Diapsids and Taxon Definitions

I. Diapsida: A major chunk of extant and fossil amniote diversity.

  1. Synapomorphies:
    1. Infratemporal and supratemporal fenestra.
    2. Snout longer than temporal region of skull.
    3. Limbs long and slender.
    4. Complex joint between tibia and astragalus (a proximal tarsal) that creates a relatively solid immobile articulation between the two.

  2. There are two general patterns here:
    1. The jaws are adapted to a faster but weaker bite.
    2. The creatures are adapted for faster locomotion.

slightly before the first diapsids during the Mississippian: Flying insects. Hard to catch, but relatively soft.

II. The diversity of primitive diapsids: These small (lizard sized) creatures shared their world with anapsids and with the large-bodied primitive synapsids.

  1. Though not very diverse at first, they attained a number of ecological specializations including:
    1. small-bodied terrestrial.
    2. Invasion of fresh water.
    3. Gliding.

  • Sauria: The most recent common ancestor of living lizards, Sphenodon, crocodylians, and birds.

    There are two major lineages of saurians, one that accentuated the lightness of the skull and quickness of the bite to the maximum, the other that reevolved a strong solid bite within the framework of the diapsid skull pattern.

  • Thus, Sauria breaks down into two important monophyletic groups:
    1. Lepidosauria (Permian to recent) containing living lizards and Sphenodon

    2. Archosauria (Permian to recent). containing living crocs and birds.

    VI. Precision in taxon names. As the phylogenetic system of taxonomy has developed, its practitioners have become more sophisticated. In the early days, however, researchers were often were more exuberant than prudent. This failing often showed up in the way in which group names were defined.

    1. Definition vs. Diagnosis: The taxonomy of Diapsida contains some object lessons for the cladist. If we looked at a traditional taxonomic publication, we would see a taxon defined by the possession of characters. E.G. the presence of a supratemporal and infratemporal fenestra defined Diapsida as well as diagnosing it (i,e, allowing it to be recognized.) In phylogenetic systematics, this is not how it's done.
      1. Quick review. A class is characterized by attributes, an individual or system is characterized by a unique history. What are cladists concerned with? Individuals, not classes. That being the case, it would be inappropriate for us to define our taxa (which are hiostorical individuals) with their attributes. Instead we define them according to their ancestry.
      2. Definition: A statement of a taxon's historical origin. This can take a couple of forms:
        1. Node based: The most recent common ancestor of A and B and all of its descendants. (Crown group, in which A and B are living representatives, is a special case.)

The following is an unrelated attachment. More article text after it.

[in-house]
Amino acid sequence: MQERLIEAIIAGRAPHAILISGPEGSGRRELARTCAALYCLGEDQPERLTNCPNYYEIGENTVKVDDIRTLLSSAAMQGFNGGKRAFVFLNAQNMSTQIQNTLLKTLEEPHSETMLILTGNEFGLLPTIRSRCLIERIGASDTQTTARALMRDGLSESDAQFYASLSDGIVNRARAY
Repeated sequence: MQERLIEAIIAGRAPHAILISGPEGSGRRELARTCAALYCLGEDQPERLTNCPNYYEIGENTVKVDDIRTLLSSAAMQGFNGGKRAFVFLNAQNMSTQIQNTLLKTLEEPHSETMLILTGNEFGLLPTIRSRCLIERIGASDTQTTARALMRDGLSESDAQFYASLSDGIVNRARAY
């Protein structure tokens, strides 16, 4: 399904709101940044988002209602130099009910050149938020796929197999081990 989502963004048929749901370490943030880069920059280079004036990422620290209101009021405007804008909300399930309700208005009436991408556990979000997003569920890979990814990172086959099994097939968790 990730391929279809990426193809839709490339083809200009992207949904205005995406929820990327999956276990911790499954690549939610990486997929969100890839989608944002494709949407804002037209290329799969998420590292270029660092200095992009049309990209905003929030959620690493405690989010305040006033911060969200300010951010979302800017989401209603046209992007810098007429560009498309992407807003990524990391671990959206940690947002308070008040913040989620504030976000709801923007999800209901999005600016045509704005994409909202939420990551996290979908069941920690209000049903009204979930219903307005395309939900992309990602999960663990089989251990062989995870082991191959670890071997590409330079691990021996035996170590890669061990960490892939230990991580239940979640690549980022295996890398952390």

2. Stem based: Everything closer to A than to B.

      3. Diagnosis: The presumed synapomorphies of the group. Note that they can be reversed or obscured by evolutionary history, but the members are still members. The key point is that synapomorphies may help us identify members of a taxon, but they do not, in principle, define it.
        1. But how do we diagnose a stem-based taxon. Its diagnosis is, by definition, the same as that of the larger node-based group of which it is a member.

    2. Priority: Both traditional and phylogenetic systematists respect the notion that the first name to be applied to a group is its proper name and has priority over all subsequent names.

    3. Stability: We strive to coin taxon names and definitions that will not need confusing revisions.

    4. Mistakes were made: As the phylogenetic system of taxonomy has developed, its practitioners have become more sophisticated. In the early days, however, researchers were often were more exuberant than prudent. This failing often showed up in the way in which group names were defined.
      1. Sloppy definitions that were vulnerable to being rendered meaningless by changing phylogenetic hypotheses. E.G. Lepidosauromorpha.
      2. Sloppy interpretations of definitions resulting in misleading literature.

    5. Discussion: Sometimes, taxa have been defined in ways that make instability likely.
      1. Problems with Sauria of Gauthier, 1984.
      2. Is it possible to say that two node based groups originated at the same time if we know they are sister taxa?
    The last ten years have seen significant efforts to establish strict criteria for the cladistic definition and diagnosis of taxa in order to limit this kind of confusion. Perhaps the most ambitious project is the Phylocode - a cladistic equivalent of the traditional Code of Zoological Nomenclature.